In this example we will use sales data to create a scrolling dynamic VBA dashboard. We’ll build an interactive dashboard applying Excel VBA with exercise file which you can download. We’ll see the essential things that we need to understand to develop dashboards and next we’ll understand how to create amazing and richly visualized charts.
The data table contains information about a company’s sales performance by products. Each of the series formulas in the chart uses names for the category values and the data.
Animation is well used if there is a form to be exposed, but we need a bit more: the ability to interact with the source data.
The dashboard must do the following actions: able to stop, go back, and start again. And we will construct a simple animation effect with a loop.
To create simulations or animations your data source must change dynamically, and that requires a lot of time. We will see the fundamentals that we need to know to build an Excel VBA dashboard and then we will learn how to create superb and richly visualized reports.
Animated Dynamic Dashboard using VBA
Let’s see what kind of data we’ll use and what will be the conception! We will examine the indicators of three products. And we will do this by the help of a special animated chart analyzing a four year period.
What makes the dashboard really unique is the data-visualization, because we will be able to review a longer period in daily breakdown in such way that the visualization will not disadvantage the understanding.
In the beginning of the article we mentioned source data and in this picture you can take a closer look at it. Column ‘A’ contains the date. In column ‘B’ and ‘D’ there are the daily values relating to each product. Column ‘F’ and ‘G’ contain the most important setting options.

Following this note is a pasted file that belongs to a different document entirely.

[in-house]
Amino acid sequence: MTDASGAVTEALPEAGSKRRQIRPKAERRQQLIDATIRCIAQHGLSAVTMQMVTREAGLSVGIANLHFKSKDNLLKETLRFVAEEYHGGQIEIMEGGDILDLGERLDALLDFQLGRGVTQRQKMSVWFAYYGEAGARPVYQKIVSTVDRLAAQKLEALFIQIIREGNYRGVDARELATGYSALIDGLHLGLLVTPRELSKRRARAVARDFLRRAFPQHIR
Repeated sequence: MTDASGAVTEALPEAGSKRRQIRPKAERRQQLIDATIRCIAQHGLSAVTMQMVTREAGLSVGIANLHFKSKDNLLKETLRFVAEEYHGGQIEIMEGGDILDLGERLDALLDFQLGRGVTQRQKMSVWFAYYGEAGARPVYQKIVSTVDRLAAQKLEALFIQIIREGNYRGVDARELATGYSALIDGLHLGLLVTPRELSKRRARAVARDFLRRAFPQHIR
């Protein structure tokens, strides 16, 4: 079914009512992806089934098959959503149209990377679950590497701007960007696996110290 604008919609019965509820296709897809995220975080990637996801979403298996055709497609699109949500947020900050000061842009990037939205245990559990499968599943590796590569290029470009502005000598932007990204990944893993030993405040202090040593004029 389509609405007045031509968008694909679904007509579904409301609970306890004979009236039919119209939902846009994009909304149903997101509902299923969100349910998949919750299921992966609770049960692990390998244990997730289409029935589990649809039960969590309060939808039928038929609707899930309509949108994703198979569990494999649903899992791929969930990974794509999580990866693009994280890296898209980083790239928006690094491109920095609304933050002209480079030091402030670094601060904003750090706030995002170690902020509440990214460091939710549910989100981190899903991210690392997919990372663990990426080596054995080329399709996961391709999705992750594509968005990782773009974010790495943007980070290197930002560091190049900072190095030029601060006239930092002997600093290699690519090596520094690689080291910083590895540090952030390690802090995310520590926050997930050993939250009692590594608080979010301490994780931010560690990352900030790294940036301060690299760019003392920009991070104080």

In the ‘Start’ field we can determine what date the analyzation should start from. In our case we set the starting date to the first day, we would like to see the differences between the three product’s values from the first day.
In the next step we have to set the interval in our example this is 360 days, so the animation displays a business year in one window. The third freely fillable field is the jump interval.
With this we set on the chart that one ‘jump’ will correspond to how many days (because of the animation). Based on our experiences the best solution is that this value is set to be 1, so that data remains detailed enough, but keeping the clarity simple.
In the upper right side of the dynamic VBA dashboard there are two ‘Command Button’ can be found, Start / Stop is simply does the starting and stopping of the animation.
Under these the ‘Reset’ switch sets the value of the starting date to 1. The latter one is a little relief; we can call it a comfort service. After we run the animation we don’t have to reset the timer manually, it is enough to use this button.
Dynamic VBA Dashboard – Smart and Simple
Now we know what the subject of data-visualization is and got acquainted with the most important switches and settings. A very simple macro makes the static chart dynamic; this is seen on the next picture.
The interaction with the chart will be much easier using this VBA routine.
Our dashboard procedure uses a public variable (ScrollArea) to keep track of the animation status. The key to chart animation is to use DoEvents statements.
DoEvents permits control to the OS. Control is returned after the operating system has completed processing the events.
The Excel dashboard template introduced today proves that the VBA programming language can be a very useful supplement when we would like to create something really new by using Excel.
Check our dynamic vba dashboard, use this link to download the free template!